Welcome to the Roman Baths Blog!

This blog is a behind the scenes look at the Roman Baths in Bath. We hope you enjoy reading our stories about life surrounding the Roman Baths.

Wednesday, 29 June 2011

ACCES to Egypt

If I were to ask you what sort of items we have in our collection here, I reckon the first thing you would mention would be Roman things. What else would the Roman Baths Museum have? Well our collection spans a much bigger time period than that. It actually runs right up to the present day! I’m also pretty certain you wouldn’t guess that we have a small collection of Egyptian artefacts.

Winged Scarab
Yeah, it came as quite a surprise to me, too! So how did I come to discover this little collection? Did I just open a random box, look inside and find it in a rather Indiana Jones like fashion? Not so much…

You see I was helping respond to an enquiry from the Association of Curators for Collections from Egypt and Sudan (ACCES). ACCES have recently re-vamped their website and, as part of this, have created a Facebook page which features a gallery of highlights from museum collections. This gallery includes images and captions from museum collections.

Limestone Shabti
And, since the Baths works very hard to raise the profile of all of our collection, naturally we took part in this. So James took the photographs while I researched and wrote the captions. Not the most exciting way to discover something, I’ll admit, but still enjoyable!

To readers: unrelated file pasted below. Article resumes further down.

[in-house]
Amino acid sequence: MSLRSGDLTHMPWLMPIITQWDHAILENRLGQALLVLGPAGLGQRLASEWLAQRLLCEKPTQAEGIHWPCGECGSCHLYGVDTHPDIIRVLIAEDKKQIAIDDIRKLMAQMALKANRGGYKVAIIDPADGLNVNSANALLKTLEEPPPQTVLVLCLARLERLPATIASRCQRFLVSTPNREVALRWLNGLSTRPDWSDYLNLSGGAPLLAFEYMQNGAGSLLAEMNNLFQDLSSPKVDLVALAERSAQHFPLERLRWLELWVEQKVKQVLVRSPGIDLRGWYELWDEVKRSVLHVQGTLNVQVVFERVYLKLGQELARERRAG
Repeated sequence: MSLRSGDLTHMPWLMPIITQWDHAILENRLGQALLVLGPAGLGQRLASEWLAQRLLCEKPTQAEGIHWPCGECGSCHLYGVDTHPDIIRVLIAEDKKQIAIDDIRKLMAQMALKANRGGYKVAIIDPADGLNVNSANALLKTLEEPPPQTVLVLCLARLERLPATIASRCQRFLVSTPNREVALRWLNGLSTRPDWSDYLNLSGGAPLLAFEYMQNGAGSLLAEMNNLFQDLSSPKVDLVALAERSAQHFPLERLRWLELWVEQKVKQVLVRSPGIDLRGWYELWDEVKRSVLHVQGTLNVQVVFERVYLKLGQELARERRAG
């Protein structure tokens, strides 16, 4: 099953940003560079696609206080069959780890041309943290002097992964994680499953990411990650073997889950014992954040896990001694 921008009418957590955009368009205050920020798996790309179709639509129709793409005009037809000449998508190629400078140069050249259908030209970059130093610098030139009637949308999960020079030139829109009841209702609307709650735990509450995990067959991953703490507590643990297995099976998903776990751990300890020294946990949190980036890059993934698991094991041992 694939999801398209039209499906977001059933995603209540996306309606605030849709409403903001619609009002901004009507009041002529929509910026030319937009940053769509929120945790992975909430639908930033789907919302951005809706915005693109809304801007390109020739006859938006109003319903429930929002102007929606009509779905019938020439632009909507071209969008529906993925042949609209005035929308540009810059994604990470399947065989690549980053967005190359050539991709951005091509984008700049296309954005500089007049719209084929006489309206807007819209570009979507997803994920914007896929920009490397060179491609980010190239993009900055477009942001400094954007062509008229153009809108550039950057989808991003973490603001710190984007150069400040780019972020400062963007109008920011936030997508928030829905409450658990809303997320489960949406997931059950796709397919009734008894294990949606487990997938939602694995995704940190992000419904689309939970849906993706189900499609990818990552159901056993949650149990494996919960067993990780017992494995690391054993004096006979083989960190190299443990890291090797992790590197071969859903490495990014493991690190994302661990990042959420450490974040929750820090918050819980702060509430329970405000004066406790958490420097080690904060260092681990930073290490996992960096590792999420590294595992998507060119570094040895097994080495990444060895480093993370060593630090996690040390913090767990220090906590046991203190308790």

I suppose you are wondering how the Roman Baths Museum came to own a collection of Egyptian artefacts? Well, artefacts from Egypt have always been popular with private collectors and a long time ago this collection was donated to the Victoria Art Gallery, who, in 1982, transferred the collection to the Baths.

In general, I’m not that interested in Egyptian archaeology, but I still find this collection to be rather exciting. Of the five artefacts we have highlighted from our collection, my favourite is a model of a winged scarab. It is most likely to be an amulet (scarabs were popular motifs for amulets) and I find it adorable! While it may be very simply constructed (just three pieces, tied together with string), and has no glitzy gold or gems, I love it. I think it’s quite sweet really.

Are you interested in seeing what other pieces we have highlighted? Then why don’t you check out the ACCES Facebook page?



No comments:

Post a comment